Perry wrestles with his own health care approach

Aug 22, 2011 | Posted by: roboblogger | Full story: The Kansas City Star

Texas would be among the biggest beneficiaries of President Barack Obama's health care overhaul, standing to gain coverage for nearly 4 million uninsured residents.But Gov.

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Wise, VA

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#61
Aug 23, 2011
 

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The laughing liberal wrote:
Get your Own Insurance if you want it.
Pretty Simple.
No More Entitlement Increases to Sink us like Idiot Obamacare.
And let the poor--including children--DIE?? Ah...the typical evangelical, teabagger approach! But...what about the teabagger protest to healthcare (stirred up by Aetna insurance, by the way)...a protester had a HEART ATTACK while protesting, and guess what...the poor gullible sap had NO HEALTH INSURANCE!!!

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#62
Aug 23, 2011
 

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tidy catz wrote:
<quoted text>
No, but the rest of us are forced to pick up the tab for those who can't afford healthcare. Maybe YOU are one of those people who run to the emergency room if you stub your toe and then tell them you have no money to pay the bill. If you have insurance, as I do, why would you worry about making those who don't be responsible for themselves? Could it be you want to see ALL insurance paid for through big insurance companies that cost everyone a fortune and deny you benefits when you need them?
Been through that just this month. I pay well for my Aetna insurance. My doctor recently ordered a nuclear heart scan for me. Aetna refused to cover it. Who the HELL are they to decide MY health for ME???? Talk about DEATH panels. If I have a heart attack because this test was denied to me do I get the sue the sh*t out of Aetna?
Sit there and cry me a river over "obamacare". If you think these insurance companies raking in billions of dollars of YOUR money every year are doing you, or anyone else, any favors then you need to have your head examined....but your insurance company probably won't cover it.
and if they can't afford it you are still going to have to pay for them. It is a scam and power grab, nothing else.

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#63
Aug 23, 2011
 

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Blank wrote:
<quoted text>And let the poor--including children--DIE?? Ah...the typical evangelical, teabagger approach! But...what about the teabagger protest to healthcare (stirred up by Aetna insurance, by the way)...a protester had a HEART ATTACK while protesting, and guess what...the poor gullible sap had NO HEALTH INSURANCE!!!
We can't pay for you losers the rest of your life.........what did your parents do, I know they didn't teach you to be responsible.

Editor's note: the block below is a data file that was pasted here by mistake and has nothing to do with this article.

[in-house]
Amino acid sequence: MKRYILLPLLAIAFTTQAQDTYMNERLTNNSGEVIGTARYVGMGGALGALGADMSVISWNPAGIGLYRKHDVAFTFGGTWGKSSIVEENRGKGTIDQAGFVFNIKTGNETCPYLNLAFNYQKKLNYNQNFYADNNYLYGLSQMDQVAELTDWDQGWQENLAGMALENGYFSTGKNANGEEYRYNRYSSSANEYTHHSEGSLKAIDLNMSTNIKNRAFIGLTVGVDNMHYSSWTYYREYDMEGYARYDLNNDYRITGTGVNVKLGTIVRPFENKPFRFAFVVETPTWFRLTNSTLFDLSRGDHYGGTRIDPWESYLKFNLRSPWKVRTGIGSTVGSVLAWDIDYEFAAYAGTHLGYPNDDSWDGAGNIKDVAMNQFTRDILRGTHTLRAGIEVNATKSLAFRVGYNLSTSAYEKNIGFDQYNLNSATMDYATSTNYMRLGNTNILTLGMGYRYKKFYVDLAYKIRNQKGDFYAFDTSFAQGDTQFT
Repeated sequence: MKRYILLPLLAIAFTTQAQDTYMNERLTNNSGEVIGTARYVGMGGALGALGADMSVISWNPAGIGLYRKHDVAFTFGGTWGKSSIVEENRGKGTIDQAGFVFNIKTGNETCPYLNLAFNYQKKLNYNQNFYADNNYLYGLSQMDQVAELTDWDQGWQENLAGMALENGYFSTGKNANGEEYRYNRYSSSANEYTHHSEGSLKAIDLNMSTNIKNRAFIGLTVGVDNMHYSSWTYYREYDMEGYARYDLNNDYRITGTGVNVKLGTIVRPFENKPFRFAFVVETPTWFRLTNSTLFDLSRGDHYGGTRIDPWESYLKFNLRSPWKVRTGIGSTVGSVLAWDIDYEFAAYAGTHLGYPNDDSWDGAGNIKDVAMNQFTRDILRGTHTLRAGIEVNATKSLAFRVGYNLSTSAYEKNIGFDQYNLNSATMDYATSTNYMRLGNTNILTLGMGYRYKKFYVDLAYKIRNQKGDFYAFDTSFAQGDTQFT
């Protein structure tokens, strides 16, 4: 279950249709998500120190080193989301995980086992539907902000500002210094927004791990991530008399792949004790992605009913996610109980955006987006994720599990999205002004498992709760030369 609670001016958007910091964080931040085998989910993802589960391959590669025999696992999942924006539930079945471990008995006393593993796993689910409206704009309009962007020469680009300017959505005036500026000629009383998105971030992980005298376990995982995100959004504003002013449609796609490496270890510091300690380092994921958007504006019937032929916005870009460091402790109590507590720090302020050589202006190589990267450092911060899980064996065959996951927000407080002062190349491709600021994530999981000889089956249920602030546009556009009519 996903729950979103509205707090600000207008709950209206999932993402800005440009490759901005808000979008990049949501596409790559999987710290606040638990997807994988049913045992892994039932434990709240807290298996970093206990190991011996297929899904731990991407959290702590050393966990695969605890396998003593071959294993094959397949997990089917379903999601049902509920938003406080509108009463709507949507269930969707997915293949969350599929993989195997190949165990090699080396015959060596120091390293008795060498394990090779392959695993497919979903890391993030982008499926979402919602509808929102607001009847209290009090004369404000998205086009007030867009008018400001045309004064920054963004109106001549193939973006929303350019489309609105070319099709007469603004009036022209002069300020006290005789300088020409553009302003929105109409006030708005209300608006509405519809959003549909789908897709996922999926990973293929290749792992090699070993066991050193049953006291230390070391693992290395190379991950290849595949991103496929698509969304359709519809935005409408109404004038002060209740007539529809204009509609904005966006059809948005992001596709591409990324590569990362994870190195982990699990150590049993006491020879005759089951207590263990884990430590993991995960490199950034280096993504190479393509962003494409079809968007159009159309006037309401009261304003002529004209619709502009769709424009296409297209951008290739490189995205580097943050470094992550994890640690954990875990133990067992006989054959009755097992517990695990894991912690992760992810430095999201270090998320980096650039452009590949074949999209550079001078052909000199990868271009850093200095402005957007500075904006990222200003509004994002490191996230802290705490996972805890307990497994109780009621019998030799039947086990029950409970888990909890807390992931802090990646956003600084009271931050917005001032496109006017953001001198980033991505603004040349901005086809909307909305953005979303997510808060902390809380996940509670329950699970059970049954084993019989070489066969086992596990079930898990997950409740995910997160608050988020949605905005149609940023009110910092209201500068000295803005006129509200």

Sheik Yerbouti

Doylestown, PA

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#64
Aug 23, 2011
 

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The rethugs plan for the uninsured--die! Most CIVILIZED countries recognize health care as a basic human right!

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#66
Aug 24, 2011
 

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Sheik Yerbouti wrote:
The rethugs plan for the uninsured--die! Most CIVILIZED countries recognize health care as a basic human right!
now explain that most can not afford it any longer and the lines and wait times are getting worse....
Researcher

Copperas Cove, TX

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#67
Aug 24, 2011
 

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Huge majorities of people who have government health care are very well pleased with it. In hundreds of millions of people, there will always be a few malcontents.

You might recall that Sarah Palin's family slipped across the border into Canada to take advantage of government-provided health care there.

Also, numerous California businesses and government agencies contract with Mexico's public health care service because their employees get better health care at better prices than is provided in the U.S.
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Copperas Cove, TX

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#69
Aug 24, 2011
 

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Le Jimbo wrote:
<quoted text>now explain that most can not afford it any longer and the lines and wait times are getting worse....
That is incorrect, as nearly everything you post is.

"The Availability of Affordable Healthcare"

One-fourth of American respondents are either "very" or "somewhat" satisfied with "the availability of affordable healthcare in the nation," (6% very satisfied and 19% somewhat satisfied).

This LEVEL OF SATISFACTION IS SIGNIFICANTLY LOWER THAN IN CANADA, Canada, where 57% are satisfied with the availability of affordable healthcare, including 16% who are very satisfied. Roughly 4 in 10 Britons are satisfied (43%), but only 7% say they are very satisfied (similar to the percentage very satisfied in the United States).

Looking at the other side of the coin, 44% of AMERICANS ARE VERY DISSATISFIED with the availability of affordable healthcare, and nearly three-fourths (72%) are either somewhat or very dissatisfied.

The 44% in the United States who are very DISSATISFIED with healthcare availability is significantly higher than corresponding figures in either Canada (17%) or Great Britain (25%)."

http://www.gallup.com/poll/8056/Healthcare-Sy...
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Copperas Cove, TX

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#70
Aug 24, 2011
 

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"It is a testament to national health systems that people in Canada and Great Britain are significantly more satisfied with availability of affordable healthcare than their American counterparts are."